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Saudi Arabia Trip review by Ihab Zaki

For centuries the Saudi Arabia was considered closed to outsiders, penetrable only to the bravest and the boldest, such as Richard Burton, TE Lawrence and Wilfred Thesiger, who risked life and limb to get there. Today it continues to exist only in the realms of the imagination for most people, who still relish the sensational stories surrounding it. And yet, ever so tentatively, the country is beginning to permit travelers past its portals.

The archeology, rock art, geology, food, culture history and hospitable people were awesome!  

Visiting Saudi Arabia still feels a bit of an adventure: few people have seen some of the ancient places we visited and some were apparently inaccessible, except to a person with inside knowledge like our resourceful guide: Khaled Took.  

Diriyyah, the old capital of the Al Saud clan, which stands in its ruined state among the palm groves outside Riyadh, is a gem of a site, eery looking with its deserted dwellings, mosques and ghost town. Our guide managed to make the place come alive in our eyes and revived in our imagination this significant historical site, being the home of Wahhabism, the fore-runner of the modern Salafi movement. The other important site, circled by an apparently thick fence, was that of Rajjajil in the Al Jouf region of North Arabia. This place, often referred to as Saudi Arabia’s “Stonehenge” consists of 50 clusters of slim carved sandstone standing stones, some as high as 9 feet, aligned to catch the rising sun on a terrace above a wadi. Their purpose is still a mystery but their date, 4th millennium BCE, is extremely early. The fence round the site was firmly locked but our guide knew of a hole at the back, through which we surged, savoring the ancient site in a lovely evening light. This “trespass” added flavor to our visit.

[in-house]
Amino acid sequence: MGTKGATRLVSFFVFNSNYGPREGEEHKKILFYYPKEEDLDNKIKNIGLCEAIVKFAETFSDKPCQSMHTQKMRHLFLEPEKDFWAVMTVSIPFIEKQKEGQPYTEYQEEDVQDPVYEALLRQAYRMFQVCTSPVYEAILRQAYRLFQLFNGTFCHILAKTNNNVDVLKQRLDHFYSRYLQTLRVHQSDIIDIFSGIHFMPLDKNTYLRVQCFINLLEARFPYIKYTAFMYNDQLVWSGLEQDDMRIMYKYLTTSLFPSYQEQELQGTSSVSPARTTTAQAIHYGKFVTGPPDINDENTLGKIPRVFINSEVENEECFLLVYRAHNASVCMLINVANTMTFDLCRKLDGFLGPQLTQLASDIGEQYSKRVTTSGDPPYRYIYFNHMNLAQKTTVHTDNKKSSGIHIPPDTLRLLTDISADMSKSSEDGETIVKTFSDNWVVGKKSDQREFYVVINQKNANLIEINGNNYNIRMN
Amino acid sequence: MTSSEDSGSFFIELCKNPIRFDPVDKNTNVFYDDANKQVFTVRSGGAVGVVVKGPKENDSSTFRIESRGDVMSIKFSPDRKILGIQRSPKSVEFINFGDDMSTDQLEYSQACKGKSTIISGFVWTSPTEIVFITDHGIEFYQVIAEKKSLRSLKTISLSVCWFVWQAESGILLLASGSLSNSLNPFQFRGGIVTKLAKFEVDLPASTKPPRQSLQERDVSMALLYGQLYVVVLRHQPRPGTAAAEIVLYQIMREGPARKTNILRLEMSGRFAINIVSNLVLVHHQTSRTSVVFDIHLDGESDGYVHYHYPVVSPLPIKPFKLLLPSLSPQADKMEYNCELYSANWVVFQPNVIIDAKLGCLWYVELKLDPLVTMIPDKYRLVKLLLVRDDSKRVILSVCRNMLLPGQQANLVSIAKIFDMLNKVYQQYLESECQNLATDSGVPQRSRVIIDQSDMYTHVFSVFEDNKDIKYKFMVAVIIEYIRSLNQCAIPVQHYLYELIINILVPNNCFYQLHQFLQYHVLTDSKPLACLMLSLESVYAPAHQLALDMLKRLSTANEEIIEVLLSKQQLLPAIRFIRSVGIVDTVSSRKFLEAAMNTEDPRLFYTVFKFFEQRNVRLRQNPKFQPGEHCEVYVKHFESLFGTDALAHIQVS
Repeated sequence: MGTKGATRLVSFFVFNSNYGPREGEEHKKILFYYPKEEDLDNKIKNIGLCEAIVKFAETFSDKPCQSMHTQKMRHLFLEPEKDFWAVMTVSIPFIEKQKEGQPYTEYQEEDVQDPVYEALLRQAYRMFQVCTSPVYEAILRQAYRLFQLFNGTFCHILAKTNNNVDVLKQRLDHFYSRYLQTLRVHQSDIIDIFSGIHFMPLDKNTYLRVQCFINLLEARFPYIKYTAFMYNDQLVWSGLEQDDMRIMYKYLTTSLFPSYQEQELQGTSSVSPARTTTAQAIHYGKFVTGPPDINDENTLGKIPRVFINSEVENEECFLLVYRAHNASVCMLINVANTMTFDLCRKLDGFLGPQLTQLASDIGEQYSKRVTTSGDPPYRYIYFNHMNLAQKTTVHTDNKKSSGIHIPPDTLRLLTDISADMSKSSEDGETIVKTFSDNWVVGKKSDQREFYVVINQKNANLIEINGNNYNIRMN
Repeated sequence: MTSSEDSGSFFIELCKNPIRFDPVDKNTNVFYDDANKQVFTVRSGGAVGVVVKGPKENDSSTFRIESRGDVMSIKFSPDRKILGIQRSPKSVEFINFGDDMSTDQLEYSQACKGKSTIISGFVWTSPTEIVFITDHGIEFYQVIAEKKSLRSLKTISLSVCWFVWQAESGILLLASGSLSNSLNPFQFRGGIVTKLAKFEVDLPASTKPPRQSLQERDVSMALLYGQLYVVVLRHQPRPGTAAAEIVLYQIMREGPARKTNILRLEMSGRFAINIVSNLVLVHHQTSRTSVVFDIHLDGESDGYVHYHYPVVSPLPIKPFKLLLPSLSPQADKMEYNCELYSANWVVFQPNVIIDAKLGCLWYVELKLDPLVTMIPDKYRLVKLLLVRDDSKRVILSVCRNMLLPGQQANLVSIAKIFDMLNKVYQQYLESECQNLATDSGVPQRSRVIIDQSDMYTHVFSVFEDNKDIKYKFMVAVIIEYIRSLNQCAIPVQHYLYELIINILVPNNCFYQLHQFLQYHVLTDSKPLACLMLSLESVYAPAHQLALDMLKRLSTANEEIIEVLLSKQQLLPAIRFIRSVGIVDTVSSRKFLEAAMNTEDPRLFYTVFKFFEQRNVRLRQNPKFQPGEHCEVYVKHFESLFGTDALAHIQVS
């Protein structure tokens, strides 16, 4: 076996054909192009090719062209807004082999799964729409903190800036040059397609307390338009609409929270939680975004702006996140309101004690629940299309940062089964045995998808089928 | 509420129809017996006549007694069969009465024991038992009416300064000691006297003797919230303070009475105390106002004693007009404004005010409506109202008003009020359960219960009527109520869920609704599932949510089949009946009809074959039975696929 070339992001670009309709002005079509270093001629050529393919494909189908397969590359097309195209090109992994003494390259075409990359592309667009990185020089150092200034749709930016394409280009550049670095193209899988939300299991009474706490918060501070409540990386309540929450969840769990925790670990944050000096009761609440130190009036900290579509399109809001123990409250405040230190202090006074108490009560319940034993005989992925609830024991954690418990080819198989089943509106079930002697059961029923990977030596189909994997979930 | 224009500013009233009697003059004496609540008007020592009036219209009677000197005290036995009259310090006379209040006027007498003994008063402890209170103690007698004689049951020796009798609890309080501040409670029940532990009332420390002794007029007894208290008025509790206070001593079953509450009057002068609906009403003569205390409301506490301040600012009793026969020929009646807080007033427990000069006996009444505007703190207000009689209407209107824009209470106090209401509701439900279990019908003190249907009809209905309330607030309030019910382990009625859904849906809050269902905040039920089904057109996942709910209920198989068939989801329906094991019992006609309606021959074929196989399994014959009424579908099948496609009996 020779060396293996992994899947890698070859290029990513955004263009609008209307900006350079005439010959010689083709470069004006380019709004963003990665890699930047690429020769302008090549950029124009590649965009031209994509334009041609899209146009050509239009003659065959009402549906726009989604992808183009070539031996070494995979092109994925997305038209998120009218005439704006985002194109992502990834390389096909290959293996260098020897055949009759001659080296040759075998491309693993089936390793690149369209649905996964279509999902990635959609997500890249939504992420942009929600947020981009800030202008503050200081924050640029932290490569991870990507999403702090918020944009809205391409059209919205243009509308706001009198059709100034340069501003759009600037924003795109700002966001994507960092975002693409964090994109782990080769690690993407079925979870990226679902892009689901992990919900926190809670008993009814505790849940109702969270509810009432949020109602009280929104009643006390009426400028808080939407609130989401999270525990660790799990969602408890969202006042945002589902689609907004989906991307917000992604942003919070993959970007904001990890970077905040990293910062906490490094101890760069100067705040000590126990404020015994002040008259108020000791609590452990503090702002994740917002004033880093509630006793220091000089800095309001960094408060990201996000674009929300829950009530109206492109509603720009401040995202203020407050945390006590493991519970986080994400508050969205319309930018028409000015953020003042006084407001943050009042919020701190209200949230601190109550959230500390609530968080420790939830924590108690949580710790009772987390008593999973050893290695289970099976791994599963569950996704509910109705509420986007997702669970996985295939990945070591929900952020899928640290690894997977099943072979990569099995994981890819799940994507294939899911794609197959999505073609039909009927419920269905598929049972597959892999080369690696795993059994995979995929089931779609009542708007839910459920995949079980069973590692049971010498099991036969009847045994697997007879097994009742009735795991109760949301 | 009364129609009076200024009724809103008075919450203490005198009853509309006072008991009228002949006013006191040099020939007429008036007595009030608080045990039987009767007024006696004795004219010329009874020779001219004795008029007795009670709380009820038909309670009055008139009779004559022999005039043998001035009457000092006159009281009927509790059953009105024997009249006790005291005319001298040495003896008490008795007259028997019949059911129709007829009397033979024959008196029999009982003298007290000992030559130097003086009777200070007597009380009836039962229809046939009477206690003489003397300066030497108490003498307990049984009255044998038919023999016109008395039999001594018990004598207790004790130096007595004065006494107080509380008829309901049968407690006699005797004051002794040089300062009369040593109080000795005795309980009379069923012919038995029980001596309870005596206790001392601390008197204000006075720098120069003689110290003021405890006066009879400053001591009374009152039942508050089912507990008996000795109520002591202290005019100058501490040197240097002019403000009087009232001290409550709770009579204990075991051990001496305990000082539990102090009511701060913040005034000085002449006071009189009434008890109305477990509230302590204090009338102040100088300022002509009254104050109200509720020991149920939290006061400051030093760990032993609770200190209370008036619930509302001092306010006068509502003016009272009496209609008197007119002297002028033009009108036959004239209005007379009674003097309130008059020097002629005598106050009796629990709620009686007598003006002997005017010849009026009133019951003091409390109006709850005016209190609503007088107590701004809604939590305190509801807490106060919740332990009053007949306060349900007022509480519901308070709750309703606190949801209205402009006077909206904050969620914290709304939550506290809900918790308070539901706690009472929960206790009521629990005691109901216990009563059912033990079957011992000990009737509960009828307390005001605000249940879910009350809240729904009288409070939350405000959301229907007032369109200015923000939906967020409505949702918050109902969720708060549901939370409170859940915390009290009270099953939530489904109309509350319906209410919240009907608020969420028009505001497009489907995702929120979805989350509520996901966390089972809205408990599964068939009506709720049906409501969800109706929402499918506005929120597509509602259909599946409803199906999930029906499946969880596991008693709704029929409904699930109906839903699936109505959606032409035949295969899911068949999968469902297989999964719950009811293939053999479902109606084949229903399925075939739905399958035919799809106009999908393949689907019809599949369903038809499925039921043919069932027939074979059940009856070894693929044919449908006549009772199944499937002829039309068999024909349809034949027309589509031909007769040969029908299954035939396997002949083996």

So did our evening with a local family, our women with the girls and mother of the family, who spoke some English, the men with the males of the family. We didn’t realize that the family is readying themselves for us and preparing more food! We arrived where a Bedouin tent is awaiting us. Colorful rugs cover the floor from end to end. All of the women in the family are veiled. In the center of the tent is a table piled with pastries and dates. Their culinary treats outshined those of the hotel.

The highlight of this tour, as of every tour to Saudi Arabia, was our day in Madain Saleh - and a whole day is really necessary to appreciate this beautiful place to the full. This was the southern city of the Nabataean kingdom, which had its capital at Petra. Its inhabitants were merchants who had grown rich on the incense trade from South Arabia which passed through their territory on its way to the ports of the Mediterranean. It was only after the Romans found a way to navigate the Red Sea in the first century CE that this profitable trade, and hence the towns which existed on it, started to decline. The Nabataeans left over 100 rock-cut tombs in yellow sandstone jebels over a wide area. The place is still little visited by Saudis and we found ourselves enjoying the clear air, silence and beauty of the place on our own.

Arrival at Madain Saleh was an incredible experience. Several group members have been to Petra in Jordan, where comparable tombs exist. They were duly impressed with the large concentration of tombs found here. The tombs have signs posted in Arabic and English, telling the story of each of them.